- That said, I'm not sure joining the Big East is in the Domers' best interest either. I am sure that the Domers are smart enough to recognize Tranghese's ultimatum as a bluff, and treat it accordingly. If the Big East kicked Notre Dame's other sports out, they could just grab Georgetown, St Johns, and every other basketball only member of the Big East and go form their own league. Notre Dame might have just enough stroke to pull that off.
They just need to do a bit of math. In the Big East, they can get to a BCS bowl probably 4 or more times every 10 years simply because the conference champ gets and automatic bid, and they'd be in the mix for that spot with Virginia Tech every year - with someone else winning the title a couple of times each decade. More importantly, they'd get a 1/10 split of the BCS - and 4 other bowls - every single year.
The thing Notre Dame has to consider is that they still only get the 1/10 split in years where they're the participant in the Bowl. Therefore, in any given decade, they get one full BcS game revenue as a member of the Big East - regardless of how many times they play in BcS bowls. Wereas, if they remain independent in football, if they play in 2 BcS games in a decade - an achievable goal for them - they double their take since they don't have to share. Financially, I don't think it makes sense for them to join a conference unless....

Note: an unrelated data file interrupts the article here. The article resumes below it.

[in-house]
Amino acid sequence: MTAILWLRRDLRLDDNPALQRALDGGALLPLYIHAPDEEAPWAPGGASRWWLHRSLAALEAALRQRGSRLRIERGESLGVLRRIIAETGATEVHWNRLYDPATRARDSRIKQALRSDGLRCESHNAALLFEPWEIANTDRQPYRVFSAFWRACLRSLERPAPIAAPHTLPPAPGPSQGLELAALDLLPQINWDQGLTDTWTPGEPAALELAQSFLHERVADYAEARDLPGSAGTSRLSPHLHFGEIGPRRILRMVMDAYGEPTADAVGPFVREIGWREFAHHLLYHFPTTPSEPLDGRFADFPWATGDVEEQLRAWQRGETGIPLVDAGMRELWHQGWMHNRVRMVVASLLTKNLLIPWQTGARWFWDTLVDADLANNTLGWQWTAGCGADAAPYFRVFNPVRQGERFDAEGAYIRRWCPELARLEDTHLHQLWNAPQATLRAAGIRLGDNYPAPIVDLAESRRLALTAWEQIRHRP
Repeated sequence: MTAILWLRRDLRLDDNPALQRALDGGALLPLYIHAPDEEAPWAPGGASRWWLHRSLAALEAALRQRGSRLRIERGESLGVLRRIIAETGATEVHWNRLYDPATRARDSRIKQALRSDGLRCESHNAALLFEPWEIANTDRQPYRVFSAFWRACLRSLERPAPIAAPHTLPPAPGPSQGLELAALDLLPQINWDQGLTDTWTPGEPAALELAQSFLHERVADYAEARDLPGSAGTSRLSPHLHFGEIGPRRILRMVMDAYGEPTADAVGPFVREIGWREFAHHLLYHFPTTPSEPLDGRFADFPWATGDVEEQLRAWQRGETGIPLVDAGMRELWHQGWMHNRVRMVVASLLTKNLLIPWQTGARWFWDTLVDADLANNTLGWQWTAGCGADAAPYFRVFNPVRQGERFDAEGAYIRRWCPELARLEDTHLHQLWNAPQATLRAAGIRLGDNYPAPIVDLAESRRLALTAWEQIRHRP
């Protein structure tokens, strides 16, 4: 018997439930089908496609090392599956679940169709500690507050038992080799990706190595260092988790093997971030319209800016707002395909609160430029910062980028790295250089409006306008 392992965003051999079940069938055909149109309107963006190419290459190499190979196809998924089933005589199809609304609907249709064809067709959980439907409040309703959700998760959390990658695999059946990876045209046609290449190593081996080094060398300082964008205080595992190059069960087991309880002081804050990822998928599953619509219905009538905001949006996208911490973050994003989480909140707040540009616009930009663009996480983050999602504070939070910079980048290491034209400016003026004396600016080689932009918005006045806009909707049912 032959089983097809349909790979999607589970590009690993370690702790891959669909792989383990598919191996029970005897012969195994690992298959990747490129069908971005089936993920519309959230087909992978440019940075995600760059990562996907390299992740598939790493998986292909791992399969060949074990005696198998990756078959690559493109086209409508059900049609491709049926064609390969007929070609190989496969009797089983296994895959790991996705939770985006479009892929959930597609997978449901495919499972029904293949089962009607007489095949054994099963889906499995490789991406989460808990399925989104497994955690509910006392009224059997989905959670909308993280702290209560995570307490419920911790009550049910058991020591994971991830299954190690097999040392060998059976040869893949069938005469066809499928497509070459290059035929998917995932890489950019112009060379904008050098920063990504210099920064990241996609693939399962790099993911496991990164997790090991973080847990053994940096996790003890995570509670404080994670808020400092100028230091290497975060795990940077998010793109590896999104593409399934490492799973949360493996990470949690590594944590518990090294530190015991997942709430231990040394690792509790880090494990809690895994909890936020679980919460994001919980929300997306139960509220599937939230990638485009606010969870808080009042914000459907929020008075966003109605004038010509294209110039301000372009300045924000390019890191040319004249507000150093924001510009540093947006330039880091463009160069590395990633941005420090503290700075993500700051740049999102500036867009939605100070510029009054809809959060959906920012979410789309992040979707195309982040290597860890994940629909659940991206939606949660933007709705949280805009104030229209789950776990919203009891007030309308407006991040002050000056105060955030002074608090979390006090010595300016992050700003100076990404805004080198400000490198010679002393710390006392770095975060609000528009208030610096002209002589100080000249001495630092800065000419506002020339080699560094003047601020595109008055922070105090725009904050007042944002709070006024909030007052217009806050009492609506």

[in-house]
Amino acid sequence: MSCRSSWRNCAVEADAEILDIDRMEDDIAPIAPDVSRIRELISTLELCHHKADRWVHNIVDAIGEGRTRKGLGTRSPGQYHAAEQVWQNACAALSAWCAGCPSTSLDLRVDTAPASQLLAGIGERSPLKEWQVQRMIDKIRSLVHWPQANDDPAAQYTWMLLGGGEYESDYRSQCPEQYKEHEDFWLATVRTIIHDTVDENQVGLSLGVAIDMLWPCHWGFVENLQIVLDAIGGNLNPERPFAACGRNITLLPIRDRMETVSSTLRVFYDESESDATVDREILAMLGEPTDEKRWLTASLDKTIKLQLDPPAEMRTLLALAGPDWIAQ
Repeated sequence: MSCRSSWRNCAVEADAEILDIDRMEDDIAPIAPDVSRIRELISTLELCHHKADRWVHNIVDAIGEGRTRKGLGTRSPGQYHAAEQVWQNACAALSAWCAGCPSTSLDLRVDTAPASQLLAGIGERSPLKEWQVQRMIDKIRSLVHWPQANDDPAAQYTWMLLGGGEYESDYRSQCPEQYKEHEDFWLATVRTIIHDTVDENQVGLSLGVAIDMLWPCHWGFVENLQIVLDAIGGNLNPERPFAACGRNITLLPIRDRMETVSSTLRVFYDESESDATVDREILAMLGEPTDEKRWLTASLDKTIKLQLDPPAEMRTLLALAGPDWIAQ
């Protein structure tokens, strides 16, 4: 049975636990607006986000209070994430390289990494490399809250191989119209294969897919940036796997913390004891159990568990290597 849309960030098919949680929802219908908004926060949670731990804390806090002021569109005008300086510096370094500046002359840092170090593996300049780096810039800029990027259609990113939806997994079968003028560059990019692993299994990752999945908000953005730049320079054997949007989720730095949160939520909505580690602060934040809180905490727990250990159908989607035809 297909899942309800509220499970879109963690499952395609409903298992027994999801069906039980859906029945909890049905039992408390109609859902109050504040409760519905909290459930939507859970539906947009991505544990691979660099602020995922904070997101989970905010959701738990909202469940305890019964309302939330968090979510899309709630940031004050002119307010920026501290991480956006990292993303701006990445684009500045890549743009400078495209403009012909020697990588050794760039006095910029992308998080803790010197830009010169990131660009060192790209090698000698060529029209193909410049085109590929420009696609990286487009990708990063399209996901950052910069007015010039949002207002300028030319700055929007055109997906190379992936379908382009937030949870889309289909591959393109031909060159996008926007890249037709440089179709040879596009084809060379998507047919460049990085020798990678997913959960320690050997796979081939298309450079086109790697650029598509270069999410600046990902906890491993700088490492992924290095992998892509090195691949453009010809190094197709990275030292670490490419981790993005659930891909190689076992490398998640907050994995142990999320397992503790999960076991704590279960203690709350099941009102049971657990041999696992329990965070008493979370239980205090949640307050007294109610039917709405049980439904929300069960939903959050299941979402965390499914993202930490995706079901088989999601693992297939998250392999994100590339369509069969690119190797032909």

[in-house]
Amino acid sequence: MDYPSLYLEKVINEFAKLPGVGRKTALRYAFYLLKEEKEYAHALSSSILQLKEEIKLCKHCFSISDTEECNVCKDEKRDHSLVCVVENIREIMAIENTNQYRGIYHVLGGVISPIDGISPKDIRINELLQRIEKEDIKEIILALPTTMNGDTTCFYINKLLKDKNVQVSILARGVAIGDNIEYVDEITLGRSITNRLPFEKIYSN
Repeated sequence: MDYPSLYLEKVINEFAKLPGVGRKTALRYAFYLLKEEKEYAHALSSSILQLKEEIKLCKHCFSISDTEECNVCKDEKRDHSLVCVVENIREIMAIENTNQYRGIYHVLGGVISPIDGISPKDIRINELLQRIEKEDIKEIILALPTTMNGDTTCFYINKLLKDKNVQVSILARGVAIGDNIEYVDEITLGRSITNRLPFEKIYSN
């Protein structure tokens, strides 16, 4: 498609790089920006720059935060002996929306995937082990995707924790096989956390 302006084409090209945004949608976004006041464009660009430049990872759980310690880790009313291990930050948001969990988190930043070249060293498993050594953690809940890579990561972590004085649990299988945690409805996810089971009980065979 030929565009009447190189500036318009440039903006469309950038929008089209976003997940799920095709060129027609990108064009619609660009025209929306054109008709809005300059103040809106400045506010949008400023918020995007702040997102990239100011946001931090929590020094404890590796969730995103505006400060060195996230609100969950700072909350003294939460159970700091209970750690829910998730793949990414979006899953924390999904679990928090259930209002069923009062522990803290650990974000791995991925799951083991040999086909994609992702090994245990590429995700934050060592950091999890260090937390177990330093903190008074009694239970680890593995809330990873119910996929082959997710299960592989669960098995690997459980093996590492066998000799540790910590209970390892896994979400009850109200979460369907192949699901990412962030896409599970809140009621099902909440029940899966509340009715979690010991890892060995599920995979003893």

- ...they have trouble renegotiating their own TV contract. Notre Dame is still one of the most respected names in all of college football, but, to be honest, I'm not sure they're the draw they used to be. However, if they were in the Big 10 - a conference with an already lucrative TV contract, but don't think for one minute that ABC/ESPN wouldn't up the ante considerably if they could get a piece of the Domers and a Big 10 Conference Championship game - it's possible that they could make it financially worth their while.
(for those who would argue that the Big East TV contract would also be upped with Notre Dame, consider that the Big East just lost the New York, Boston, and Miami markets, and replaced them with Louisville and West Virginia. Notre Dame isn't going to make up that big a difference.)